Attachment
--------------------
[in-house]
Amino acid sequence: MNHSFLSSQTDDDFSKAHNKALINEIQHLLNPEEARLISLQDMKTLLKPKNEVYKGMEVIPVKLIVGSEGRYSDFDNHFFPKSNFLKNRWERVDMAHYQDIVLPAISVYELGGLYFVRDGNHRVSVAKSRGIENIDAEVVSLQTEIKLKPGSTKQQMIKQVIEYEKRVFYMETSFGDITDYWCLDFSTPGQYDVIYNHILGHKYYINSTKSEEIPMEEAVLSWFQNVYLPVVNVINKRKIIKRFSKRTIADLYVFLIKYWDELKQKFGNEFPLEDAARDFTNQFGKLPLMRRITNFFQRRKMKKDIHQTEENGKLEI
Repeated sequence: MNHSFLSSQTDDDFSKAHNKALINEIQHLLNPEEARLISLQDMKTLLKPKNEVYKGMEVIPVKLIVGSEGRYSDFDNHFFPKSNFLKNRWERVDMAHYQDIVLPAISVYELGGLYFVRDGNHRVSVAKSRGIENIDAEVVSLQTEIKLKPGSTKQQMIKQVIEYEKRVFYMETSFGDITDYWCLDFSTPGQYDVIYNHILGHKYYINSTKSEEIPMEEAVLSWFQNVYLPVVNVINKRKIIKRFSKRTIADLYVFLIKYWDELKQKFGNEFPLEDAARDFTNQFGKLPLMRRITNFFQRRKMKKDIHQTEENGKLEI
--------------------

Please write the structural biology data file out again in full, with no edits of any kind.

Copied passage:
[in-house]
Amino acid sequence: MNHSFLSSQTDDDFSKAHNKALINEIQHLLNPEEARLISLQDMKTLLKPKNEVYKGMEVIPVKLIVGSEGRYSDFDNHFFPKSNFLKNRWERVDMAHYQDIVLPAISVYELGGLYFVRDGNHRVSVAKSRGIENIDAEVVSLQTEIKLKPGSTKQQMIKQVIEYEKRVFYMETSFGDITDYWCLDFSTPGQYDVIYNHILGHKYYINSTKSEEIPMEEAVLSWFQNVYLPVVNVINKRKIIKRFSKRTIADLYVFLIKYWDELKQKFGNEFPLEDAARDFTNQFGKLPLMRRITNFFQRRKMKKDIHQTEENGKLEI
Repeated sequence: MNHSFLSSQTDDDFSKAHNKALINEIQHLLNPEEARLISLQDMKTLLKPKNEVYKGMEVIPVKLIVGSEGRYSDFDNHFFPKSNFLKNRWERVDMAHYQDIVLPAISVYELGGLYFVRDGNHRVSVAKSRGIENIDAEVVSLQTEIKLKPGSTKQQMIKQVIEYEKRVFYMETSFGDITDYWCLDFSTPGQYDVIYNHILGHKYYINSTKSEEIPMEEAVLSWFQNVYLPVVNVINKRKIIKRFSKRTIADLYVFLIKYWDELKQKFGNEFPLEDAARDFTNQFGKLPLMRRITNFFQRRKMKKDIHQTEENGKLEI